By I-Hsien Sherwood | ( | First Posted: Oct 17, 2012 11:59 PM EDT

U.S. Republican presidential nominee Mitt Romney (L) and U.S. President Barack Obama gesture towards each other during the second U.S. presidential debate in Hempstead, New York, October 16, 2012. (Photo : Reuters)

New polls are out every day--every hour, it seems. The presidential candidates and their campaigns pay close attention to each one, regardless of its source or methodology.

But are the polls biased? Do some of them obfuscate the real data or leave it out altogether?

Both parties have said as much at times during this campaign. Republicans decried the polls after the Democratic National Convention in September, when it looked as if Obama would coast to reelection.

Now that Romney seems to finally be on top, it's the Democrats turn to cry foul.

"It's common," said Frank Newport, editor-in-chief at Gallup, the polling organization, speaking to The Hill.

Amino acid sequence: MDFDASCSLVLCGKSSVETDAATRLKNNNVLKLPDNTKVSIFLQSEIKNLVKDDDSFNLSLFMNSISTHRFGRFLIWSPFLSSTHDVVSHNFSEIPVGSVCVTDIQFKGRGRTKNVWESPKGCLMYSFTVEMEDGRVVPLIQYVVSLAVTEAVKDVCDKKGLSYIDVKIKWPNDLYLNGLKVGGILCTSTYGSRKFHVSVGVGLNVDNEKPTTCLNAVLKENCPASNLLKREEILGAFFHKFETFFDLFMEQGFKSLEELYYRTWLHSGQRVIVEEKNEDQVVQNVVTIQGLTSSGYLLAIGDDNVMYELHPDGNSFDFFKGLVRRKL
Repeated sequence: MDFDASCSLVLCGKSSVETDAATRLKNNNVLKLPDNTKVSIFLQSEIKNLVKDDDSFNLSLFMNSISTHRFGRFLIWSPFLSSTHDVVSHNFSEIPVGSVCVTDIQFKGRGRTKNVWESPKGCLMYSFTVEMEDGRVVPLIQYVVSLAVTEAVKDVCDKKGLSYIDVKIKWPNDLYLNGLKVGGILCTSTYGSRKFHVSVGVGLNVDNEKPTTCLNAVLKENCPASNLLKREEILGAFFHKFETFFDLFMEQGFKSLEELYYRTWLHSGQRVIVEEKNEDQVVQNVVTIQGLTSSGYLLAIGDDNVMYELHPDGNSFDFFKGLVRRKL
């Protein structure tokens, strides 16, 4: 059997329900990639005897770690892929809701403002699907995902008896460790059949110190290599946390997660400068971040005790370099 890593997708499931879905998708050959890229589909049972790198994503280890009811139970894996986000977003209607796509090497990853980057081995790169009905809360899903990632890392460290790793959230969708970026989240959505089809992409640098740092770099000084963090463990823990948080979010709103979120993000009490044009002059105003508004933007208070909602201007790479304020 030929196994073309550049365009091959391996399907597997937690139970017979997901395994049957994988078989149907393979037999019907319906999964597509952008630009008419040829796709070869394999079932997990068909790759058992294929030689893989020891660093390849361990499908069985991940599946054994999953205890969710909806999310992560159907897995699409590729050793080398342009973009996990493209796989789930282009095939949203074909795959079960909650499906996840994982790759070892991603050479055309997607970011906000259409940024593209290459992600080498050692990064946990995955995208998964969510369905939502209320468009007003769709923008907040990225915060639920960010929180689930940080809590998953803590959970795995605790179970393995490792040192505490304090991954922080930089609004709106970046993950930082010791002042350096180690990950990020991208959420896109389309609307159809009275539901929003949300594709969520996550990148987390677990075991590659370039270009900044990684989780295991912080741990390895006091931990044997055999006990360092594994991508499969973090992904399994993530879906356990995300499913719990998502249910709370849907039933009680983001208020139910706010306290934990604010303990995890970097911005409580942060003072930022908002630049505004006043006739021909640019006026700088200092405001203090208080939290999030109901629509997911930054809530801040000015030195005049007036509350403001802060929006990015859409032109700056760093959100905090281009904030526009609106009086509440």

"The campaigns have a war room-type mentality, and both campaigns feel the need to quickly jump on any news of any type that could be viewed as negative for their candidate," he said.

There is some truth to the assertion that a poor poll can depress a candidate's support in future polls, creating a self-supporting trend that is as difficult to measure as it is to shake off.

"Absolutely, there's the potential for this snowball effect," said Dr. Costas Panagopoulos, director of the Center for Electoral Politics and Democracy, speaking to The Hill.

"But you can't have it both ways. You can't argue the polls are great when they favor your candidate and are flawed when they move against your candidate."

Still, it is important to remember that every poll includes a margin of error, a percentage by which the pollsters are quite certain their numbers are accurate. And lately, nearly every poll has put the two candidates' support well within the margin of error.

Part of the reason polls in the same state vary so much day-to-day, or national polls swing back and forth, is because of random chance, completely dependent on who happens to answer the phone and how they happen to feel at the particular moment when a pollster calls looking for an opinion.

To filter out the noise of individual polls, look at aggregates and trends. Past performance is not necessarily a predictor of future performance, but sometimes history repeats itself.


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